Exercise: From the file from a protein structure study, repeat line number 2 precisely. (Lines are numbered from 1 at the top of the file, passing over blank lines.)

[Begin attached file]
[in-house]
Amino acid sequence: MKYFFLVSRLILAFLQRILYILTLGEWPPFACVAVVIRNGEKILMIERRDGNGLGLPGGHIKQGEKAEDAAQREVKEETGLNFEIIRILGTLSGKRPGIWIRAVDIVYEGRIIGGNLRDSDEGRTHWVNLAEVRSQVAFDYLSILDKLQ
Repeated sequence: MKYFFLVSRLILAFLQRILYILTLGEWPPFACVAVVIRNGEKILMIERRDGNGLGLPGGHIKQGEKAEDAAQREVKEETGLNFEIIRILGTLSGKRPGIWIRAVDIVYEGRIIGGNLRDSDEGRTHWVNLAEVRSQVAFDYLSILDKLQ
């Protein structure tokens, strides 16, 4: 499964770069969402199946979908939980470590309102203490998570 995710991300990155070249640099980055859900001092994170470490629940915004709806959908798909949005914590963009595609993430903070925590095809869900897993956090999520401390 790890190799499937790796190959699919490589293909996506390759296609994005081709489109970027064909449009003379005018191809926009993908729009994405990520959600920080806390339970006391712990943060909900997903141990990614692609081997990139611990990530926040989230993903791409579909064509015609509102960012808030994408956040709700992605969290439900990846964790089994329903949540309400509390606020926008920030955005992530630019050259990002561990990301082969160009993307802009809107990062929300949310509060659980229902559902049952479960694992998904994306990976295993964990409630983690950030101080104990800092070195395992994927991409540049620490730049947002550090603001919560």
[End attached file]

Amino acid sequence: MKYFFLVSRLILAFLQRILYILTLGEWPPFACVAVVIRNGEKILMIERRDGNGLGLPGGHIKQGEKAEDAAQREVKEETGLNFEIIRILGTLSGKRPGIWIRAVDIVYEGRIIGGNLRDSDEGRTHWVNLAEVRSQVAFDYLSILDKLQ